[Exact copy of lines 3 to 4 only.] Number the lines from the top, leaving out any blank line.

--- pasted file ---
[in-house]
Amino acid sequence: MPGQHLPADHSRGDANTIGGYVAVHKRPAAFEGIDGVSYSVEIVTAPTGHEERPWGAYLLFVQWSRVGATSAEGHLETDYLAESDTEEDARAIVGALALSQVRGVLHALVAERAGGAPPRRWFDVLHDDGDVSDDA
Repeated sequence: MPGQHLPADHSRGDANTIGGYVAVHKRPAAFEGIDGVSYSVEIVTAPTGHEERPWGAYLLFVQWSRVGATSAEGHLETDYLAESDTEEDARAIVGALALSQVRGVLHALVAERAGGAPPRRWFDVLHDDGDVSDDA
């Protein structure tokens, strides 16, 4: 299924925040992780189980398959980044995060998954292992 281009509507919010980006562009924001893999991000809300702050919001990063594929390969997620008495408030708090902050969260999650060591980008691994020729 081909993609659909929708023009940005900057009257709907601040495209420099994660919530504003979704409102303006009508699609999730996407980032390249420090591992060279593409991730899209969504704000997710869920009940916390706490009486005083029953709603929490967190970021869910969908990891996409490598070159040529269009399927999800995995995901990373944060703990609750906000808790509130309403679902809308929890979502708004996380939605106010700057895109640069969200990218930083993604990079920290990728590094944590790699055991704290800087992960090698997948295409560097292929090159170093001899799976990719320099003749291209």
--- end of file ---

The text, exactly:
Repeated sequence: MPGQHLPADHSRGDANTIGGYVAVHKRPAAFEGIDGVSYSVEIVTAPTGHEERPWGAYLLFVQWSRVGATSAEGHLETDYLAESDTEEDARAIVGALALSQVRGVLHALVAERAGGAPPRRWFDVLHDDGDVSDDA
């Protein structure tokens, strides 16, 4: 299924925040992780189980398959980044995060998954292992 281009509507919010980006562009924001893999991000809300702050919001990063594929390969997620008495408030708090902050969260999650060591980008691994020729 081909993609659909929708023009940005900057009257709907601040495209420099994660919530504003979704409102303006009508699609999730996407980032390249420090591992060279593409991730899209969504704000997710869920009940916390706490009486005083029953709603929490967190970021869910969908990891996409490598070159040529269009399927999800995995995901990373944060703990609750906000808790509130309403679902809308929890979502708004996380939605106010700057895109640069969200990218930083993604990079920290990728590094944590790699055991704290800087992960090698997948295409560097292929090159170093001899799976990719320099003749291209």